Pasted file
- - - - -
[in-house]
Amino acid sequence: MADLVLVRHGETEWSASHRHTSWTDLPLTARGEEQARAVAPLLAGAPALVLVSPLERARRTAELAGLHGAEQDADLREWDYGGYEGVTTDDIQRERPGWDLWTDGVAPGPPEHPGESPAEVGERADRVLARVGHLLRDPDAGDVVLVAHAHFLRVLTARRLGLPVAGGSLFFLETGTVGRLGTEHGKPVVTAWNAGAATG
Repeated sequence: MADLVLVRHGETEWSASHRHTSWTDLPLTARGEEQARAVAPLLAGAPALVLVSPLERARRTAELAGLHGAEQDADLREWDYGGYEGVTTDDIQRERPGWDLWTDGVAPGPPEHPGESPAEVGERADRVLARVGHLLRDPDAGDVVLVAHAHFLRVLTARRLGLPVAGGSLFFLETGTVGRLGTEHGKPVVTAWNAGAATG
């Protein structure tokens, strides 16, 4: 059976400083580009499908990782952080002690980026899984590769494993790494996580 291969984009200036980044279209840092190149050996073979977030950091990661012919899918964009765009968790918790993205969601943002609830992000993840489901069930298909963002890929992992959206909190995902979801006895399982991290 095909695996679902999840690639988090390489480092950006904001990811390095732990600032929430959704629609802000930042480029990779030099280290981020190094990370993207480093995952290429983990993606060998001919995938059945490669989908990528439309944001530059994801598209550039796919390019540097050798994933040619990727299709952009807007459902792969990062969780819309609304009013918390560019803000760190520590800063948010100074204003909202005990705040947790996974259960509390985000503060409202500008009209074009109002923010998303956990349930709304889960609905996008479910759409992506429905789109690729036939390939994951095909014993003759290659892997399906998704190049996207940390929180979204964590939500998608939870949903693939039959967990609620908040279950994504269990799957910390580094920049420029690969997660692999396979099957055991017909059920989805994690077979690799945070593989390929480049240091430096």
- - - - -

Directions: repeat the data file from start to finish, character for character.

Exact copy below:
[in-house]
Amino acid sequence: MADLVLVRHGETEWSASHRHTSWTDLPLTARGEEQARAVAPLLAGAPALVLVSPLERARRTAELAGLHGAEQDADLREWDYGGYEGVTTDDIQRERPGWDLWTDGVAPGPPEHPGESPAEVGERADRVLARVGHLLRDPDAGDVVLVAHAHFLRVLTARRLGLPVAGGSLFFLETGTVGRLGTEHGKPVVTAWNAGAATG
Repeated sequence: MADLVLVRHGETEWSASHRHTSWTDLPLTARGEEQARAVAPLLAGAPALVLVSPLERARRTAELAGLHGAEQDADLREWDYGGYEGVTTDDIQRERPGWDLWTDGVAPGPPEHPGESPAEVGERADRVLARVGHLLRDPDAGDVVLVAHAHFLRVLTARRLGLPVAGGSLFFLETGTVGRLGTEHGKPVVTAWNAGAATG
């Protein structure tokens, strides 16, 4: 059976400083580009499908990782952080002690980026899984590769494993790494996580 291969984009200036980044279209840092190149050996073979977030950091990661012919899918964009765009968790918790993205969601943002609830992000993840489901069930298909963002890929992992959206909190995902979801006895399982991290 095909695996679902999840690639988090390489480092950006904001990811390095732990600032929430959704629609802000930042480029990779030099280290981020190094990370993207480093995952290429983990993606060998001919995938059945490669989908990528439309944001530059994801598209550039796919390019540097050798994933040619990727299709952009807007459902792969990062969780819309609304009013918390560019803000760190520590800063948010100074204003909202005990705040947790996974259960509390985000503060409202500008009209074009109002923010998303956990349930709304889960609905996008479910759409992506429905789109690729036939390939994951095909014993003759290659892997399906998704190049996207940390929180979204964590939500998608939870949903693939039959967990609620908040279950994504269990799957910390580094920049420029690969997660692999396979099957055991017909059920989805994690077979690799945070593989390929480049240091430096």